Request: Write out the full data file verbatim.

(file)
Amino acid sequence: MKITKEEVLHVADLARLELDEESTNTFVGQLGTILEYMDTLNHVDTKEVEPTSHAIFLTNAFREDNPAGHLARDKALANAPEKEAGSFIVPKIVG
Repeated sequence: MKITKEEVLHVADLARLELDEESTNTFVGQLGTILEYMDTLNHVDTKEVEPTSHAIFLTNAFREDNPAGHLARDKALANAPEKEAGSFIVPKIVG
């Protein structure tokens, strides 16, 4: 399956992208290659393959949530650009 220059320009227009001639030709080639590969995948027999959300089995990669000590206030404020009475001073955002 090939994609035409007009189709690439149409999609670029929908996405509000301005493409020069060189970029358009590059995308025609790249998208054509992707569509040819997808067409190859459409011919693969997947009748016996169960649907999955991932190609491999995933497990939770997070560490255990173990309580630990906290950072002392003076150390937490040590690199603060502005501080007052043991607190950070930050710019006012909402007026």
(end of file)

Amino acid sequence: MKITKEEVLHVADLARLELDEESTNTFVGQLGTILEYMDTLNHVDTKEVEPTSHAIFLTNAFREDNPAGHLARDKALANAPEKEAGSFIVPKIVG
Repeated sequence: MKITKEEVLHVADLARLELDEESTNTFVGQLGTILEYMDTLNHVDTKEVEPTSHAIFLTNAFREDNPAGHLARDKALANAPEKEAGSFIVPKIVG
């Protein structure tokens, strides 16, 4: 399956992208290659393959949530650009 220059320009227009001639030709080639590969995948027999959300089995990669000590206030404020009475001073955002 090939994609035409007009189709690439149409999609670029929908996405509000301005493409020069060189970029358009590059995308025609790249998208054509992707569509040819997808067409190859459409011919693969997947009748016996169960649907999955991932190609491999995933497990939770997070560490255990173990309580630990906290950072002392003076150390937490040590690199603060502005501080007052043991607190950070930050710019006012909402007026």